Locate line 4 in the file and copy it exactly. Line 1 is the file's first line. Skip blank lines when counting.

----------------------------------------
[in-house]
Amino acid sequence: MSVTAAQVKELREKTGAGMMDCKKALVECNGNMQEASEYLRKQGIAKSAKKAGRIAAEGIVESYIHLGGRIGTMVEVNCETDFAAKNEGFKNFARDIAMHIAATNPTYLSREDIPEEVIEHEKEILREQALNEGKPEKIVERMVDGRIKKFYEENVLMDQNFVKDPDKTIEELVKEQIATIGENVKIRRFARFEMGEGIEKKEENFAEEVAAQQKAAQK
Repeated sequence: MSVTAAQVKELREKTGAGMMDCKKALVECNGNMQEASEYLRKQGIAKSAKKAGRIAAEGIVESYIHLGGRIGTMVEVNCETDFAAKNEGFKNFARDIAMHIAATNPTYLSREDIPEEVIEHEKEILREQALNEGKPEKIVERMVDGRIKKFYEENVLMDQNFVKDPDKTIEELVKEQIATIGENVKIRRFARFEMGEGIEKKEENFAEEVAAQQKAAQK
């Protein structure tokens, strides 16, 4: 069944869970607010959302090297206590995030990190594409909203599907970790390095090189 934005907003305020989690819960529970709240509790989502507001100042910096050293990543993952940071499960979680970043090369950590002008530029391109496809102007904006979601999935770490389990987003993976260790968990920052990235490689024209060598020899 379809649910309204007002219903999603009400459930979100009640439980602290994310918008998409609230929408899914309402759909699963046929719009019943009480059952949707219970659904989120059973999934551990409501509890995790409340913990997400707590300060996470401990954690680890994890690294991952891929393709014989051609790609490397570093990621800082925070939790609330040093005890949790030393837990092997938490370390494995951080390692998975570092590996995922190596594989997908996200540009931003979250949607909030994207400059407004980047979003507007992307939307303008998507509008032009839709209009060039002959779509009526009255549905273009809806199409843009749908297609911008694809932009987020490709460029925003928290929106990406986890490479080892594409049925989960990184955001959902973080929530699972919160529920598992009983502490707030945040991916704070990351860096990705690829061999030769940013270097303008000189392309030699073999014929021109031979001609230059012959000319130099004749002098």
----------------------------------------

């Protein structure tokens, strides 16, 4: 069944869970607010959302090297206590995030990190594409909203599907970790390095090189 934005907003305020989690819960529970709240509790989502507001100042910096050293990543993952940071499960979680970043090369950590002008530029391109496809102007904006979601999935770490389990987003993976260790968990920052990235490689024209060598020899 379809649910309204007002219903999603009400459930979100009640439980602290994310918008998409609230929408899914309402759909699963046929719009019943009480059952949707219970659904989120059973999934551990409501509890995790409340913990997400707590300060996470401990954690680890994890690294991952891929393709014989051609790609490397570093990621800082925070939790609330040093005890949790030393837990092997938490370390494995951080390692998975570092590996995922190596594989997908996200540009931003979250949607909030994207400059407004980047979003507007992307939307303008998507509008032009839709209009060039002959779509009526009255549905273009809806199409843009749908297609911008694809932009987020490709460029925003928290929106990406986890490479080892594409049925989960990184955001959902973080929530699972919160529920598992009983502490707030945040991916704070990351860096990705690829061999030769940013270097303008000189392309030699073999014929021109031979001609230059012959000319130099004749002098």